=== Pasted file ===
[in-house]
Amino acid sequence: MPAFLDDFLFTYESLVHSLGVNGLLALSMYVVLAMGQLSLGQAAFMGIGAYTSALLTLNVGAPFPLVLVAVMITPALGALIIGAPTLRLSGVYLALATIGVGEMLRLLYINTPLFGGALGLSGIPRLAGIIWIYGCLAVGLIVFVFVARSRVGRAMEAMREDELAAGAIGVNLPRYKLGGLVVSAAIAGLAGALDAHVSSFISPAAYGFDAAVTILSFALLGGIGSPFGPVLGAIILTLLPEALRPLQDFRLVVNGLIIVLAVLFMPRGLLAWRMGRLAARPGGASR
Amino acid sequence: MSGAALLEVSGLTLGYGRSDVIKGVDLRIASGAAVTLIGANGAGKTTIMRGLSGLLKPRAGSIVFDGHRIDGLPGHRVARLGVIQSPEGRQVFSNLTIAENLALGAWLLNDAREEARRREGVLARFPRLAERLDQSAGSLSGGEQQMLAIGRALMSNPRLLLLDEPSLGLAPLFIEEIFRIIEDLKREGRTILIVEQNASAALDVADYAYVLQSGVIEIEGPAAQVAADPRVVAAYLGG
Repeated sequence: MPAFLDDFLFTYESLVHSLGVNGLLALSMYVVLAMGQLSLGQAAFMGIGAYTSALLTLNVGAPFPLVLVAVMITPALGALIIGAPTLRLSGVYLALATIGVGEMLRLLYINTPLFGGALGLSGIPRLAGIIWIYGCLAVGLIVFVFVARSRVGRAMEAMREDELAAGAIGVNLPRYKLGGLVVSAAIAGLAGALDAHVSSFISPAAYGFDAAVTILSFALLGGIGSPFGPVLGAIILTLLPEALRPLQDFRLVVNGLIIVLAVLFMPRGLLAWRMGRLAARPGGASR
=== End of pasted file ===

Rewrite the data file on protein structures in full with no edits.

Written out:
[in-house]
Amino acid sequence: MPAFLDDFLFTYESLVHSLGVNGLLALSMYVVLAMGQLSLGQAAFMGIGAYTSALLTLNVGAPFPLVLVAVMITPALGALIIGAPTLRLSGVYLALATIGVGEMLRLLYINTPLFGGALGLSGIPRLAGIIWIYGCLAVGLIVFVFVARSRVGRAMEAMREDELAAGAIGVNLPRYKLGGLVVSAAIAGLAGALDAHVSSFISPAAYGFDAAVTILSFALLGGIGSPFGPVLGAIILTLLPEALRPLQDFRLVVNGLIIVLAVLFMPRGLLAWRMGRLAARPGGASR
Amino acid sequence: MSGAALLEVSGLTLGYGRSDVIKGVDLRIASGAAVTLIGANGAGKTTIMRGLSGLLKPRAGSIVFDGHRIDGLPGHRVARLGVIQSPEGRQVFSNLTIAENLALGAWLLNDAREEARRREGVLARFPRLAERLDQSAGSLSGGEQQMLAIGRALMSNPRLLLLDEPSLGLAPLFIEEIFRIIEDLKREGRTILIVEQNASAALDVADYAYVLQSGVIEIEGPAAQVAADPRVVAAYLGG
Repeated sequence: MPAFLDDFLFTYESLVHSLGVNGLLALSMYVVLAMGQLSLGQAAFMGIGAYTSALLTLNVGAPFPLVLVAVMITPALGALIIGAPTLRLSGVYLALATIGVGEMLRLLYINTPLFGGALGLSGIPRLAGIIWIYGCLAVGLIVFVFVARSRVGRAMEAMREDELAAGAIGVNLPRYKLGGLVVSAAIAGLAGALDAHVSSFISPAAYGFDAAVTILSFALLGGIGSPFGPVLGAIILTLLPEALRPLQDFRLVVNGLIIVLAVLFMPRGLLAWRMGRLAARPGGASR